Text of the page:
Balo concentric sclerosis

Thomas Scott MD (Dr. Scott of Allegheny Neurological Associates received consultation fees and honorariums for speaking engagements from Biogen, Genzyme, Novartis, and Teva and research grants as an investigator from Biogen and Novartis.)
Anthony T Reder MD, editor. (Dr. Reder of the University of Chicago served on advisory boards and as a consultant for Bayer, Biogen Idec, Caremark Rx, Genentech, Genzyme, Novartis, Questcor/Malinkrodt, Serono, and Teva-Marion.)
Originally released June 28, 1996; last updated June 3, 2016; expires June 3, 2019

This article includes discussion of Balo concentric sclerosis, leukoencephalitis periaxialis, Schilder encephalitis periaxialis diffusa, Marburg encephalitis periaxialis scleroticans, and concentric sclerosis. The foregoing terms may include synonyms, similar disorders, variations in usage, and abbreviations.

Overview

Balo concentric sclerosis is often a distinct demyelinating syndrome. The author argues that no clear evidence differentiates Balo concentric sclerosis from other acute, aggressive forms of multiple sclerosis. The article discusses how the spectrum of Balo concentric sclerosis has changed with the discovery of nonfatal cases by MRI. In addition, it describes its spectrum of symptoms and provides the current concepts behind the formation of its rings. In this update, the author speculates that much about the mechanism of tissue destruction in multiple sclerosis may be inferred from pathological observations in Balo concentric sclerosis.

Key points

 

• Balo concentric sclerosis shares features with other forms of acute demyelination associated with the development of multiple sclerosis.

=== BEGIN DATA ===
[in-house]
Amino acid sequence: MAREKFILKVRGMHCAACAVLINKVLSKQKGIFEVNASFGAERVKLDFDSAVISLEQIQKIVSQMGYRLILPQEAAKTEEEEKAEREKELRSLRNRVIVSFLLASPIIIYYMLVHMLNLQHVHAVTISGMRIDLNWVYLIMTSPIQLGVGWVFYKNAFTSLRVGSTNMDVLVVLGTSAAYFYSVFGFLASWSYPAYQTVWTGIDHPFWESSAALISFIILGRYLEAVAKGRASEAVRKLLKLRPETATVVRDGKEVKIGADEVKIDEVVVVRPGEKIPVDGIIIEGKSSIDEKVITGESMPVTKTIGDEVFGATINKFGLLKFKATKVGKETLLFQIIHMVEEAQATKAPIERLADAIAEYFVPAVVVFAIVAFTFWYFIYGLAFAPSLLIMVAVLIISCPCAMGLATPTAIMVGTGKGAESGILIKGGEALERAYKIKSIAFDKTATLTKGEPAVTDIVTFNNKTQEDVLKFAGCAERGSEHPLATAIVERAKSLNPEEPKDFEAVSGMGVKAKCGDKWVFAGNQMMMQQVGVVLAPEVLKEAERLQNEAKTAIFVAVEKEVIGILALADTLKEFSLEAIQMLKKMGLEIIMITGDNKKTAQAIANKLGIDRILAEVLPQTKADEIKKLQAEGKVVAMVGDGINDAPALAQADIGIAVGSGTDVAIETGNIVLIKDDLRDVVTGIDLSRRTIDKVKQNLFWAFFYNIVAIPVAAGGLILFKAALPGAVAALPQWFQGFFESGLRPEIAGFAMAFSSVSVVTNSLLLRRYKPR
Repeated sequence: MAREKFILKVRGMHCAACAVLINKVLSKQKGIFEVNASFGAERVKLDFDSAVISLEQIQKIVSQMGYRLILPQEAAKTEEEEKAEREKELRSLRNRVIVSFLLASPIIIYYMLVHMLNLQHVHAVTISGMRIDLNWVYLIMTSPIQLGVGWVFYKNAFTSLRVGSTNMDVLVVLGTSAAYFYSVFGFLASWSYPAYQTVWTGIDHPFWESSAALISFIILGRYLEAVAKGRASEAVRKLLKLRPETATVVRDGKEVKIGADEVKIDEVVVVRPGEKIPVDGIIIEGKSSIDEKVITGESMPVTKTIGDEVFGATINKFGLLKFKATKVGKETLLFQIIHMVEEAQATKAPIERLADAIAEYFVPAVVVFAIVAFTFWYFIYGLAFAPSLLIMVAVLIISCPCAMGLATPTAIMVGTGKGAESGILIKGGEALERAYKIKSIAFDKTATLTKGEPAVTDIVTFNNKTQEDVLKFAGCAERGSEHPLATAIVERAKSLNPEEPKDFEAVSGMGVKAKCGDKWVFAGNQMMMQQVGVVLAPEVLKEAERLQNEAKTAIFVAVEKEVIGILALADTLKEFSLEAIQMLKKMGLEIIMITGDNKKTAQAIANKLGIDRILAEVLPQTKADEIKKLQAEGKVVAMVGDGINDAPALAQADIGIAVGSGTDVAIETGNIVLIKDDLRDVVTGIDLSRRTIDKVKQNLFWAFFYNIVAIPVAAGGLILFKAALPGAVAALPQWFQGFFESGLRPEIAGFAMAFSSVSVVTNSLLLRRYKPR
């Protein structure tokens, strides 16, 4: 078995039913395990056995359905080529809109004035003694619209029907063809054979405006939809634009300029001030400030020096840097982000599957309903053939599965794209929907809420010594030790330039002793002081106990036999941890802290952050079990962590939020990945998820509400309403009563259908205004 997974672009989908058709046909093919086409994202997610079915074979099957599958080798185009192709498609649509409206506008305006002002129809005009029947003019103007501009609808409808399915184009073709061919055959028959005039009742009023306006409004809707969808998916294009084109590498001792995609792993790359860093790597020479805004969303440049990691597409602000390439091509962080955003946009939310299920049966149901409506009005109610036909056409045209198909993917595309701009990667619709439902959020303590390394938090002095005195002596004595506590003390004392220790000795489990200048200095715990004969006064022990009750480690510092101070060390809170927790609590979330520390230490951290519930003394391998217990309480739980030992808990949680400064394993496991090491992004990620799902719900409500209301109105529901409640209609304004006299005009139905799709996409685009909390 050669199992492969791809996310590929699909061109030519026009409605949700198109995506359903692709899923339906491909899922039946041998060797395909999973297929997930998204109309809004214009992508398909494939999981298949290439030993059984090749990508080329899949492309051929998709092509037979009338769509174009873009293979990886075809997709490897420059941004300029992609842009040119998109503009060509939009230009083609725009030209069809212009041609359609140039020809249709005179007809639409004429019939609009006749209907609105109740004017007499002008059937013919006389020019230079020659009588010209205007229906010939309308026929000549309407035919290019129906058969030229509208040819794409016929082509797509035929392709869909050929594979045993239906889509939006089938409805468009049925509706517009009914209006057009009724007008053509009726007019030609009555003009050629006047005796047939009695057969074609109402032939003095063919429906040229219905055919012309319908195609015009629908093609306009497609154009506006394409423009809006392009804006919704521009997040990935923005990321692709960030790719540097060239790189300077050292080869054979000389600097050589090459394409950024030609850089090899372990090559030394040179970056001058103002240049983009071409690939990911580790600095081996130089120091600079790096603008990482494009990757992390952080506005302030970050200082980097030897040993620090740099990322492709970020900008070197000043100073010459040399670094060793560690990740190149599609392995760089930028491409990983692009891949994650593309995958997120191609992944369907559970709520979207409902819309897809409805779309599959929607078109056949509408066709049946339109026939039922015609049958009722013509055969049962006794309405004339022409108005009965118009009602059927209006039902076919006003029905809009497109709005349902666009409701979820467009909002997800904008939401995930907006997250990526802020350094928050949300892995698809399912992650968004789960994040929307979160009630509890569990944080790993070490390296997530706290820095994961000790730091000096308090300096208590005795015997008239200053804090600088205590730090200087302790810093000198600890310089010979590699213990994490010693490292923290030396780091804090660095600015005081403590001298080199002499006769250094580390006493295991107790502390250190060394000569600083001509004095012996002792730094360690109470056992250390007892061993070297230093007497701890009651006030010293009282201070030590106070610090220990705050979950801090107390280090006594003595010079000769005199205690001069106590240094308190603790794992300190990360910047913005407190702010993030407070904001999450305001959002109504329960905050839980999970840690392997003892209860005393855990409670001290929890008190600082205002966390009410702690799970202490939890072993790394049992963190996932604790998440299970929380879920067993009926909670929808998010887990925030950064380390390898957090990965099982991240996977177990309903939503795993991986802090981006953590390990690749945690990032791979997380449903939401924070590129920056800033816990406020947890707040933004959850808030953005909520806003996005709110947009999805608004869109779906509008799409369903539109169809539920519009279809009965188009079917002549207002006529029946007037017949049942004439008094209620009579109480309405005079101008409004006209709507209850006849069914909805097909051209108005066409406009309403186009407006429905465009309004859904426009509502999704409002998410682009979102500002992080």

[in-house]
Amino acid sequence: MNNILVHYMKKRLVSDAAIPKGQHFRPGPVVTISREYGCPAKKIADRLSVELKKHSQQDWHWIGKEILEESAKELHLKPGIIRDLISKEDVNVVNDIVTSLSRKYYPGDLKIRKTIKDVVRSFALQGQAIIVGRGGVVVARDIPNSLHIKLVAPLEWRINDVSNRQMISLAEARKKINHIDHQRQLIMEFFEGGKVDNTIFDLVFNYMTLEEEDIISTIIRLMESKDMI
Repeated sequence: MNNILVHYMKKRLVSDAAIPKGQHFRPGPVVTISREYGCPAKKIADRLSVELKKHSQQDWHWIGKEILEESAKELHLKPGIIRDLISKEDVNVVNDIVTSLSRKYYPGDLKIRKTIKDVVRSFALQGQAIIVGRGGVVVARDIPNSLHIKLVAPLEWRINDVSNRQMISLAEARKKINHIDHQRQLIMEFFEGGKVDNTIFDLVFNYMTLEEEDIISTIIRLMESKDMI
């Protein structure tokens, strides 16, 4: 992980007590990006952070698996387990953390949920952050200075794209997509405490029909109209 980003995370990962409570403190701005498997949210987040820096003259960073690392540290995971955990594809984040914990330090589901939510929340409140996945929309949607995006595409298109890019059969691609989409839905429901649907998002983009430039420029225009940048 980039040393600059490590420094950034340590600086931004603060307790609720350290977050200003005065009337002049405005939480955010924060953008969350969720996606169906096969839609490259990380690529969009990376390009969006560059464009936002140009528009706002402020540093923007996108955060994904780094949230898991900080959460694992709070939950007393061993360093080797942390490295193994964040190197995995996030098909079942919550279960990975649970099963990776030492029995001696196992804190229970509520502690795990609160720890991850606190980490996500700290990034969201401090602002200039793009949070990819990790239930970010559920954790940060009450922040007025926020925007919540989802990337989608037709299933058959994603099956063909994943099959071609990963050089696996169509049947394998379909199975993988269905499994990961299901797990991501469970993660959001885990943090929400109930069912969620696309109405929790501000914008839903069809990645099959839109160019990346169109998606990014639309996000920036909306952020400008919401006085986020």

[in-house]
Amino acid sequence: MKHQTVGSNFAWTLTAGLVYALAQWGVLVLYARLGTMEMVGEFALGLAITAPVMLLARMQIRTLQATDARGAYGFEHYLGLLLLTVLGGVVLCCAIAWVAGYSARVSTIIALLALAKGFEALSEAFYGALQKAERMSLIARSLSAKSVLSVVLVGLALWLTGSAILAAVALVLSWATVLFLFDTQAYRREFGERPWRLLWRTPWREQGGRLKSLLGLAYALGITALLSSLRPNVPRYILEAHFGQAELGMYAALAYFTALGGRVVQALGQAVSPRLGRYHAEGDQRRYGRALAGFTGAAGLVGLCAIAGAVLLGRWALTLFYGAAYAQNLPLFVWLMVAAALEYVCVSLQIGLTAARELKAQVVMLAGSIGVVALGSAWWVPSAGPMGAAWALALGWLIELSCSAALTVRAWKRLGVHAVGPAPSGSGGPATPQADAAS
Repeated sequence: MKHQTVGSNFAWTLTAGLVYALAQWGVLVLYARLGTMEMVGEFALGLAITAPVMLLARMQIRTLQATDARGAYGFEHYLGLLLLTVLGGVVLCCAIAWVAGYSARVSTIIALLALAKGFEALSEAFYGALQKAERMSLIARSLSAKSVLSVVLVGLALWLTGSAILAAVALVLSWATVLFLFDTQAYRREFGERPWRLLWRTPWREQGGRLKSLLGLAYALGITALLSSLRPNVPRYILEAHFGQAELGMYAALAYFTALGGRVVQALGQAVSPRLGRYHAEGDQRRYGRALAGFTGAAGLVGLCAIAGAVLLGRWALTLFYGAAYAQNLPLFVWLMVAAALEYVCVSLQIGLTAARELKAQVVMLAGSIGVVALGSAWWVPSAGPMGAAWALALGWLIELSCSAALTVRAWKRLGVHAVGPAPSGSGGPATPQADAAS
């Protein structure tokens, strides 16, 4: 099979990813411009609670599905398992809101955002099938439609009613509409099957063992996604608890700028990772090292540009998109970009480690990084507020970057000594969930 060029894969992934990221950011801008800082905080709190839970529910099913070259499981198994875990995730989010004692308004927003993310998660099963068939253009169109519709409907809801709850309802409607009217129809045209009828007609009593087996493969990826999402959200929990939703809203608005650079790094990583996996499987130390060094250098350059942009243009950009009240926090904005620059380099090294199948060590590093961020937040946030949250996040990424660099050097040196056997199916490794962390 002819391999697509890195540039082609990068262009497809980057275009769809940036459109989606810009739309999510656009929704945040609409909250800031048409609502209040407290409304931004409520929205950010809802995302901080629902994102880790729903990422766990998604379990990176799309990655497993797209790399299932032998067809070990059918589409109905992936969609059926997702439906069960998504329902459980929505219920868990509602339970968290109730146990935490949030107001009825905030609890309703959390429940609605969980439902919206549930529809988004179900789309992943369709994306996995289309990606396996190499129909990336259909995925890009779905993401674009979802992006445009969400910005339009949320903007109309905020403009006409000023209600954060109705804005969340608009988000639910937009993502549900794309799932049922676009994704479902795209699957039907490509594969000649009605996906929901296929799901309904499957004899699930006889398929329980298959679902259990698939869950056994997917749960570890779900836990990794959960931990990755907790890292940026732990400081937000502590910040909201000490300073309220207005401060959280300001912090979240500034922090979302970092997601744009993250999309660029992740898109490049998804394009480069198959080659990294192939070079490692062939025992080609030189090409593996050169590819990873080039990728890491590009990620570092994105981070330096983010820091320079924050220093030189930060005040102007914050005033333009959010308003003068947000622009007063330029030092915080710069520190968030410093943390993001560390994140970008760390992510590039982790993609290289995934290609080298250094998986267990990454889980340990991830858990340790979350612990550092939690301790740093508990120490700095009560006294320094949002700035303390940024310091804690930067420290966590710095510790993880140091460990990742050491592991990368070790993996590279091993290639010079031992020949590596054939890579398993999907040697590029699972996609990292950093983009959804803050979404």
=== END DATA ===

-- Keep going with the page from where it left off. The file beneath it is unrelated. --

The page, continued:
• Many cases with a Balo concentric sclerosis pattern noted by magnetic resonance imaging do not progress to multiple sclerosis and have a limited course.

 

• The concentric ring pattern of Balo concentric sclerosis may be explained by activated microglia and macrophages migrating centrifugally and concentrating in rings for which spacing and activation state is determined by an inhomogeneous diffusion of chemokines and cytokines.

 

• Activated microglia and macrophages release nitric oxide and oxygen radicals, which may inhibit complex IV of cytochrome c oxidase, leading to failure of energy production and cell death. This might be a hyperacute form of a pathology often associated with multiple sclerosis.

Historical note and terminology

Balo concentric sclerosis is a CNS disease with characteristic pathological and MRI features consisting of alternating concentric rings of demyelinated and relatively myelinated tissues. The evidence that the MRI pattern is tantamount to Balo concentric sclerosis by pathological criteria is based on biopsied cases. The unusual and puzzling pattern has led to a distinctive place in multiple sclerosis nosology following its description by Balό (Balo 1927). When Balό gave this rare pattern the name “leukoencephalitis periaxialis concentrica,” it became inevitable that future neurologists would link his name to the entity. Nonetheless, the first description of this pathological pattern should be attributed to Marburg who wrote about it 21 years earlier as part of the spectrum of changes found in acute multiple sclerosis (Marburg 1906).

Currently, whether or not Balo concentric sclerosis is a distinct entity is somewhat controversial. A few reviewers have lumped Balo leukoencephalitis periaxialis, Schilder encephalitis periaxialis diffusa, and Marburg encephalitis periaxialis scleroticans under the single term “concentric sclerosis” (Courville 1970). Most recently, the distinction between Balo concentric sclerosis, tumefactive multiple sclerosis, and prototypic multiple sclerosis has been described as overlapping syndromes (Hardy et al 2016). Because about half of the published cases occur in the setting of typical multiple sclerosis (Kastrup et al 2002), Balo concentric sclerosis has frequently been thought to be a variant of multiple sclerosis. Because a significant number of patients with Balo concentric sclerosis lesions have severe and disabling attacks, this view suggests that Balo concentric sclerosis occurs when unfavorable pathological factors are found in a small portion of patients, many of whom progress to multiple sclerosis. Importantly, not all patients with a Balo-like presentation subsequently develop multiple sclerosis.

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